- The U.S. government sold $20 billion of 20-year Treasury bonds at a yield of 1.22%
- Chapter 11 bankruptcy filings increased by 18% in March from the prior year
- All 50 states have moved to ease COVID-19 restrictions to some degree
Top Three Market Headlines
U.S. Treasury Resurrects 20-Year Bonds: For the first time in 34 years, the U.S. government last week issued Treasury bonds with a 20-year maturity. The offering was met with strong demand from investors, who placed $50 billion in orders for the $20 billion of bonds issued. With government stimulus spending surging in response to the COVID-19 pandemic, U.S. Treasury officials estimate borrowing a record of nearly $3 trillion in Q2. The Treasury Department views the issuance of 20-year bonds as a means to help meet its funding needs at an attractive interest rate—the bond was issued at a 1.22% yield—while lengthening the average maturity of its debt.
Corporate Bankruptcies and Debt Defaults Surge: Reflecting the economic effects of COVID-19 containment measures on corporate America, a growing number of companies are struggling to pay creditors. Chapter 11 bankruptcy filings spiked by 18% in March versus the prior year, while April marked the highest single month for debt defaults since the Global Financial Crisis. Companies in the retail and restaurant, media and entertainment, and health care industries reported the majority of defaults, as demand has collapsed amid restrictions that prevented in-store consumption of goods and services. S&P Global predicts that defaults will continue to rise, and sees the default rate in the high yield bond market potentially reaching 10%.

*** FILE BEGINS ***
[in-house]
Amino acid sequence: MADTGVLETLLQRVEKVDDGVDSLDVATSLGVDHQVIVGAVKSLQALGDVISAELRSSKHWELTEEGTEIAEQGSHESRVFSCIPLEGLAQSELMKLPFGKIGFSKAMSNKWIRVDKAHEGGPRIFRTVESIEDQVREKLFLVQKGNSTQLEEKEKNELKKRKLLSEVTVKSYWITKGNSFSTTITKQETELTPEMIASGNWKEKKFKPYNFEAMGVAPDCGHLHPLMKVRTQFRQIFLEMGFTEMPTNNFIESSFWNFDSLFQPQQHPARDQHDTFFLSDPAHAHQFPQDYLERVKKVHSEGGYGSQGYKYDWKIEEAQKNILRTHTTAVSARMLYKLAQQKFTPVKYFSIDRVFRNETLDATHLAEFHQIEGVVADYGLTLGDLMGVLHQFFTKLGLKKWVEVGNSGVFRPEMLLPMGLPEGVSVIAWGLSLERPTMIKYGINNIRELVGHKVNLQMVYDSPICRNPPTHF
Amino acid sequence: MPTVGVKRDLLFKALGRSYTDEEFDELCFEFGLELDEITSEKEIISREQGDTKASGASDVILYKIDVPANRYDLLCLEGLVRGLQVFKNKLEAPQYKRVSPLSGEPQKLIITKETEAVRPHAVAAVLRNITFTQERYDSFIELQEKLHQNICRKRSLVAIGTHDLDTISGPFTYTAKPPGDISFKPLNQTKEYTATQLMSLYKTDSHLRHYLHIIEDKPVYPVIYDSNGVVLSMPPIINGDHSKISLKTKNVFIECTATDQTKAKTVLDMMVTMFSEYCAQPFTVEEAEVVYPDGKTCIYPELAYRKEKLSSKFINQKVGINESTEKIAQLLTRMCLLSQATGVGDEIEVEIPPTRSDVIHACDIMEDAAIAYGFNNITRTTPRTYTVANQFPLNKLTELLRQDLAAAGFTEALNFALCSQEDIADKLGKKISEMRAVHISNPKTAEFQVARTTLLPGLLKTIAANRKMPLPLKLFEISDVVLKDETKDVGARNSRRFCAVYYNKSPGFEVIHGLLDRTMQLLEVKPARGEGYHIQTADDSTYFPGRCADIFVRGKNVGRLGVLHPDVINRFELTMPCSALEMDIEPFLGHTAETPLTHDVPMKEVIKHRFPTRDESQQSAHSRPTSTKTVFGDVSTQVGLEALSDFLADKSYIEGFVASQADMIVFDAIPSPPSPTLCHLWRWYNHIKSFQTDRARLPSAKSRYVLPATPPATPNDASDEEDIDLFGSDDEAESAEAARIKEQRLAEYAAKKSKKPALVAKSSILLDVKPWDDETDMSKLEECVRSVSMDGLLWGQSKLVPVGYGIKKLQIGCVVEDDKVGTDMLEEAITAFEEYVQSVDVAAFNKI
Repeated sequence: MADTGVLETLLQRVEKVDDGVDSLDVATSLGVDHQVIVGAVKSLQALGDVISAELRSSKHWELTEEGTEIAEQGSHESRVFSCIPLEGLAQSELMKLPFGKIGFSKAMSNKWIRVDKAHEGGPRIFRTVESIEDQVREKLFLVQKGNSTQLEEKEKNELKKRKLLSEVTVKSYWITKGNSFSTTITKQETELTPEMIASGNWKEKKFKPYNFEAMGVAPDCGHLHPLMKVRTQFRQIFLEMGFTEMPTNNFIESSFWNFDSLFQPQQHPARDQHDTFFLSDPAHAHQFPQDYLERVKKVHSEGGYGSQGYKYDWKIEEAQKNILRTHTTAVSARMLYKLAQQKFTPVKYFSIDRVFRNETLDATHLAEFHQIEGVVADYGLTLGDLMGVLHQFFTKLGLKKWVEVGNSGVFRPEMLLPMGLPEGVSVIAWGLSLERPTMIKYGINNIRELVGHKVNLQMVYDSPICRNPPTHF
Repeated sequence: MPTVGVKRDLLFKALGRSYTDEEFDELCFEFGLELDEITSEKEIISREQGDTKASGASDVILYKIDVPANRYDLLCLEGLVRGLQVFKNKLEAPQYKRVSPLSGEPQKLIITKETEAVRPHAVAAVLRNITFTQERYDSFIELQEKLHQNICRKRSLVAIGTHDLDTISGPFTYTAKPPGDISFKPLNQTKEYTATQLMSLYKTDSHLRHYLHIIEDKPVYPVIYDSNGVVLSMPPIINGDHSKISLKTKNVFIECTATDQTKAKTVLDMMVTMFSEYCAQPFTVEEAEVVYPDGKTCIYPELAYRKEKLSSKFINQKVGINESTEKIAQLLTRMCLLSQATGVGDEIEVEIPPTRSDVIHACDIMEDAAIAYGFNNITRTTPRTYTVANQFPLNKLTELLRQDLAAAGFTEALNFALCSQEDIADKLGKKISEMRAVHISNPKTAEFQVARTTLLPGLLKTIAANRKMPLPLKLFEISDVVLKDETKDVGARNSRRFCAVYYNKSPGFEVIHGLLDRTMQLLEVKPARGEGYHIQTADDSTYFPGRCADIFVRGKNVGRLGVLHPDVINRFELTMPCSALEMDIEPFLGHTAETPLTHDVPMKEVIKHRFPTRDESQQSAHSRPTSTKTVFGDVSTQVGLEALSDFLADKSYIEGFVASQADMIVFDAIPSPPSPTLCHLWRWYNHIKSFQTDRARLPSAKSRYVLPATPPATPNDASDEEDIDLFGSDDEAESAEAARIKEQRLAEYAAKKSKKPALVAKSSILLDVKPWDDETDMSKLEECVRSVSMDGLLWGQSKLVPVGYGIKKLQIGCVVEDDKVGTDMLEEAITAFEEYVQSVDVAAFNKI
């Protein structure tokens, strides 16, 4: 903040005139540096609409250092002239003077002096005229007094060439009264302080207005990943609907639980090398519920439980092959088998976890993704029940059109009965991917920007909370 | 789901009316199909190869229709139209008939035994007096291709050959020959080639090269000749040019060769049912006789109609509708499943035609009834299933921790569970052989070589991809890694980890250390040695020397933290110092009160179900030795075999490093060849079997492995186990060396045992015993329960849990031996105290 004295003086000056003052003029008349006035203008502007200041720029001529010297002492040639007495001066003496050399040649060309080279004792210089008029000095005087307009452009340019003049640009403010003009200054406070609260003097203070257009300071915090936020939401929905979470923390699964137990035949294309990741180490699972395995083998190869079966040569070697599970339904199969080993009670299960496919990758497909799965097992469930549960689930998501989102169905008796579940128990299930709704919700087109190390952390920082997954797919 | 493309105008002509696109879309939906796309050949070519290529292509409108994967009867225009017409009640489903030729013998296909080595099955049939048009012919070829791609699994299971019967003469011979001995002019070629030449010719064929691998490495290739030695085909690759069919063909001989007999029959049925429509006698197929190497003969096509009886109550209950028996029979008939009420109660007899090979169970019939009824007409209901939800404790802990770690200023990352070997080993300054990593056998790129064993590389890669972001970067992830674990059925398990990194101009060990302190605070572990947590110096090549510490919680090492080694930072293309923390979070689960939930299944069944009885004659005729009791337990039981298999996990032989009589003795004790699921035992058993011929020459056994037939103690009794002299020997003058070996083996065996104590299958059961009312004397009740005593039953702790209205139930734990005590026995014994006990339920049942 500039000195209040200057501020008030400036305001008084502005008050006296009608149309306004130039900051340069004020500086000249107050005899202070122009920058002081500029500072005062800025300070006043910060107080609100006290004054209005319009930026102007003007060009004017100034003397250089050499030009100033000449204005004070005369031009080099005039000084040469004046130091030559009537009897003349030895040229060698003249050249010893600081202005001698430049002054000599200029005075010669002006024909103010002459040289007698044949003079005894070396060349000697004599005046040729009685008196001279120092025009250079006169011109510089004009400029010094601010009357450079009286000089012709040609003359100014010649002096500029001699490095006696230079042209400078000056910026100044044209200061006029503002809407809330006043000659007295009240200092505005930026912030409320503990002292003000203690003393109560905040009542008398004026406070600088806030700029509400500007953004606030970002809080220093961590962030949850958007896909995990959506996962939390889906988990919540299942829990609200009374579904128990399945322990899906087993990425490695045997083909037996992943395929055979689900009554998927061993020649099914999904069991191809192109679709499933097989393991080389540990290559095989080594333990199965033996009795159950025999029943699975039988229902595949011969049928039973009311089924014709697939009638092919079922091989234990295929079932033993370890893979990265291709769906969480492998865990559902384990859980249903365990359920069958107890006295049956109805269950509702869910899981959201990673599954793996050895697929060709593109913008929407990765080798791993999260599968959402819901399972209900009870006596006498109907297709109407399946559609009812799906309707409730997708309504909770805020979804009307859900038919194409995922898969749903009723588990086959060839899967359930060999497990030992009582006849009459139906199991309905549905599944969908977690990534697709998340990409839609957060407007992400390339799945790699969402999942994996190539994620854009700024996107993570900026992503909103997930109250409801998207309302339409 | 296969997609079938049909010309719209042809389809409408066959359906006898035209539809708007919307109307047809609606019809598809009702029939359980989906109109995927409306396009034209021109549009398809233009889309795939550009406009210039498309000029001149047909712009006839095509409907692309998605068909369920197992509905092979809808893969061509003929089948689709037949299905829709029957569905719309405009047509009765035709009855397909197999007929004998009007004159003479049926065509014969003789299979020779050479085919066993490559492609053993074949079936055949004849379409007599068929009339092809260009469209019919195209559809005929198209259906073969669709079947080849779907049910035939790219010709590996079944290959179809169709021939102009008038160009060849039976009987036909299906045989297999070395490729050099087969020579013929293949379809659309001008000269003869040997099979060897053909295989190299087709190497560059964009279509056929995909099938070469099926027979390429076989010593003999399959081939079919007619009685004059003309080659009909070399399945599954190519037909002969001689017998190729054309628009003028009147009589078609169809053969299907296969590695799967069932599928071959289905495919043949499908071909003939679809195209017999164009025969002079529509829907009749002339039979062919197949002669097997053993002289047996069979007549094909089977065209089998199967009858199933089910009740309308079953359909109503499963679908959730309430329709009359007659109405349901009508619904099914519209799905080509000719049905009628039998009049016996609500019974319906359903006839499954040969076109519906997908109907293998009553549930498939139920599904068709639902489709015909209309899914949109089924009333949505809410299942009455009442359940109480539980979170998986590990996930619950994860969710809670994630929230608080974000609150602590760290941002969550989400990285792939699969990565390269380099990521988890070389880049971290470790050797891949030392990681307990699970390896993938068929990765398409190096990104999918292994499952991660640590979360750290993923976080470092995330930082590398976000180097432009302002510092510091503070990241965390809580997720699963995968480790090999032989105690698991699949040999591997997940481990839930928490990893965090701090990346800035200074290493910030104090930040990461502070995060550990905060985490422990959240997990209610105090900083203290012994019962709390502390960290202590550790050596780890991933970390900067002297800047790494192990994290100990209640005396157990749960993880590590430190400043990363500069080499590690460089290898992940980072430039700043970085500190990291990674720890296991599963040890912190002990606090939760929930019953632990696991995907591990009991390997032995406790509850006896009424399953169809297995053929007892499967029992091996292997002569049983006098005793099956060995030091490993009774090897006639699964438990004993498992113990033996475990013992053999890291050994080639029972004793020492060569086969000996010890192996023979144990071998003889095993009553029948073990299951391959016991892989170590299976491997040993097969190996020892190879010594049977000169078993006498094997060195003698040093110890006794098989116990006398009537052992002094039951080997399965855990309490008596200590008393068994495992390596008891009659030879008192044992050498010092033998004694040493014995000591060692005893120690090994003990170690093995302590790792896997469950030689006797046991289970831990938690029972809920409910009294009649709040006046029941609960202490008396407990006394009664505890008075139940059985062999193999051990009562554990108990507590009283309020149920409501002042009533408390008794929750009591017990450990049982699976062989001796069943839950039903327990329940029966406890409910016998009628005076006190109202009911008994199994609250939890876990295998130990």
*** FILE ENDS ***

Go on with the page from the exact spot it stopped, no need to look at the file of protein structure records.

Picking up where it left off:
All 50 States Ease Coronavirus Restrictions: After enduring two months of COVID-19 containment measures, including the shutdown of a broad range of business activities, all 50 U.S. states have now taken at least partial steps to reopen their economies. Rules vary across states, most of which are reopening in phases, with additional loosening steps dependent on progress in slowing the contagion. The easing of restrictions comes as state and local government officials weigh the economic aftermath of the shutdowns, including municipal budget shortfalls and unemployment claims that have totaled nearly 40 million over the last nine weeks.